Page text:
World Cancer Research Fund, May 2011:
processed meats
too dangerous for human consumption
(totalhealthbreakthroughs.com)


Saccharin, aspartame,
Acesulfame
-
K


Beverages, snack foods, dairy products, gums, soups, snacks


Increased cancer risk

Student Question: What food chemicals should we
look out for?


Caffeine


Addictive


Stimulant properties


Olestra


Fat substitute in snack chips


Digestive problems


Reduce absorption of some fat
-
soluble vitamins


Food dyes


Blue 2
, Green 3, Orange B, Red 3, Yellow 5, et. Al.


Candy, baked goods, beverages


Student Question: What food chemicals should we
look out for?


High fructose corn syrup


Beverages, cereals, candy, cookies, condiments


Increases sweetness of food products


Consumers not consuming less sugar


Connection to corn allergies?


Metabolic problems? (insulin resistance)


Bisphenol A in cans, plastics (cancer, reproductive health, CV
disease)

Student Question: What benefits
does fasting have?


Fasting: willfully
restricting food
and/or beverage
consumption


Various reasons
throughout history:
spiritualism, religion,
therapy, famine


Practice empties the
colon

Student Question: What benefits
does fasting have?


Benefits:


Sense of control, other
psychological benefits


Increased endorphins
in the brain


If food allergies are
present, physical relief

Student Question: What benefits
does fasting have?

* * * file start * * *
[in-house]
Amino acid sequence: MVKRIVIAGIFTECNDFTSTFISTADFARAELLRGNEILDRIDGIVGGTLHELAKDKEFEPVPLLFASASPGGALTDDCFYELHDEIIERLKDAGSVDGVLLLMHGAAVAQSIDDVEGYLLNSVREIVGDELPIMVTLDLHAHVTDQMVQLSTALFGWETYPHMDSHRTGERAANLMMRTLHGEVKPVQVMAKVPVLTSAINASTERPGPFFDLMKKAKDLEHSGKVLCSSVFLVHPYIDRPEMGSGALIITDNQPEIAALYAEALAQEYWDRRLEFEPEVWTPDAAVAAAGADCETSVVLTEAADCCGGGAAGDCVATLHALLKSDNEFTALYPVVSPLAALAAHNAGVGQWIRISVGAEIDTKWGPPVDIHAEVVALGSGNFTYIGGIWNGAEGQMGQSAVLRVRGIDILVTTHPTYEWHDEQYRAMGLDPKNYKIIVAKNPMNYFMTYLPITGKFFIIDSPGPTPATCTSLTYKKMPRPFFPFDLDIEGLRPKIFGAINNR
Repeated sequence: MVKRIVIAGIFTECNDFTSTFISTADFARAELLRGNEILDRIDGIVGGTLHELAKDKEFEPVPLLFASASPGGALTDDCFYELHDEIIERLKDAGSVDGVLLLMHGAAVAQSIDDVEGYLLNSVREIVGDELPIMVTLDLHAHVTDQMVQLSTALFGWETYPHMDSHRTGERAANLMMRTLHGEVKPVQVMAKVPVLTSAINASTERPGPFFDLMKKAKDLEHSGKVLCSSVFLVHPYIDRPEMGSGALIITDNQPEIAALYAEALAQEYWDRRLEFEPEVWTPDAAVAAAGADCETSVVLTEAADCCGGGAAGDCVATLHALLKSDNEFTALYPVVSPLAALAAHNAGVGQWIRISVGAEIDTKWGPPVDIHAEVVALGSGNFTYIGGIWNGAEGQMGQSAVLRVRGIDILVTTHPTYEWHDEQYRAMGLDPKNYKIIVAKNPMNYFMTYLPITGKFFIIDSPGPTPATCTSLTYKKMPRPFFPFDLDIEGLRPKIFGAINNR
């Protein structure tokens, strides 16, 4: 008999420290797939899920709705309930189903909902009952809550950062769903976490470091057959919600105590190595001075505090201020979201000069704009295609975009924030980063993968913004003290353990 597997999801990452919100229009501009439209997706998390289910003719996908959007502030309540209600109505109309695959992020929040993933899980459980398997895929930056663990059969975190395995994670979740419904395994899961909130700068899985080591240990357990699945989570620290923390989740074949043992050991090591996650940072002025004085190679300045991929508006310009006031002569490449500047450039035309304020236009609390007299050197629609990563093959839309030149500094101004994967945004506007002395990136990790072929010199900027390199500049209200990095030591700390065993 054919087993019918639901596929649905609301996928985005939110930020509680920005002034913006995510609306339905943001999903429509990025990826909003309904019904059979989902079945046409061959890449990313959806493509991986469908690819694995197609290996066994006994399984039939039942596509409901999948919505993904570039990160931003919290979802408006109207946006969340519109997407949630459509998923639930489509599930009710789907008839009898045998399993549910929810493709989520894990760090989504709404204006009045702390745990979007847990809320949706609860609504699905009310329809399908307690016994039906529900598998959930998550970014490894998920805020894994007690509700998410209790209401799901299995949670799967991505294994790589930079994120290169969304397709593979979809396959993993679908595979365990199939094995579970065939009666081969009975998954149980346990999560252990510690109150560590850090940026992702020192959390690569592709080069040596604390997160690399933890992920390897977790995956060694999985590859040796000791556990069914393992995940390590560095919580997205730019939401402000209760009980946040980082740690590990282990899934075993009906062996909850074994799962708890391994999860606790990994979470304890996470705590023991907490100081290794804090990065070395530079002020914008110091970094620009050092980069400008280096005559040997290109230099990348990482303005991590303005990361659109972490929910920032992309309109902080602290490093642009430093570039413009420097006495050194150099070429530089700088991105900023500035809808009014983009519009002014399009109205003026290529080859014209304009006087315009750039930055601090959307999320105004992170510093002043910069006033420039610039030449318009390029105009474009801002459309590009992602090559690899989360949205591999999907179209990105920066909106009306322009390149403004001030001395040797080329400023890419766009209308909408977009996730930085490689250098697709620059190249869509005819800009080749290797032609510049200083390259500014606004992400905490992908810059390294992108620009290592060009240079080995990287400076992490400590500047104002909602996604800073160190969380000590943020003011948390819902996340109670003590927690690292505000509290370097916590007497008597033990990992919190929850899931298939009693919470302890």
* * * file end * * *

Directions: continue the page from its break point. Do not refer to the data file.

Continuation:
Keep in mind:


Liver, kidneys, lungs

detoxify


blood 24/7


Brain needs glucose


No glucose = fat & protein sources removed from body


Fasts meant generally for short term


Metabolism may shift to adapt to starvation mode


Registered dietician or naturopathic physician may help reduce
risks

Student Question: How do some of the fad diets
impact the body?


Most diets feature a
calorie restriction,
which results in
weight loss


Many diets also
promote physical
activity, which also
results in weight loss

Student Question: How do some of the fad diets
impact the body?


Acute symptoms:


GI distress


Gas


Fatigue


Emotional upset


If stimulant pills:
palpitations, nervousness


Chronic symptom:


Adaptation to caloric
restriction

Student Question: How do some of the fad diets
impact the body?


No favorites: use what works, what makes nutritional sense,
what is likely to last


That acknowledged, I appreciate programs like Weight
Watchers that promote lifestyle change, provide education
& support


Least favorites: anything involving pills, powders, processed
items


Guilty pleasure

Student Question: What would you say are the
most valuable (if any) supplements to take?


Depends on a person

s individual circumstances (diet,
activity, general health)


First & foremost: improve diet


Fat
-
soluble vitamins (A, D, E, K) = careful with megadoses


Multivitamin


Lactobacillus for gut health

Student Question: Are there any
favorite dieting

tricks?



When tempted to eat something off the

diet,


busy yourself with something
-

a chore, a walk, a
drive, etc.


Recording food and beverage consumption
(annoying, can improve awareness)


Regular physical activity, include high
-
intensity
exercise


Include lean protein and/or fiber with most meals


De
-
centralize meat on the plate


Chew food thoroughly


Student Question: Are there any
favorite dieting

tricks?



Avoid misery


Drink water regularly


Assess alcohol
consumption


Use smaller plates


Make dietary change a
lasting lifestyle change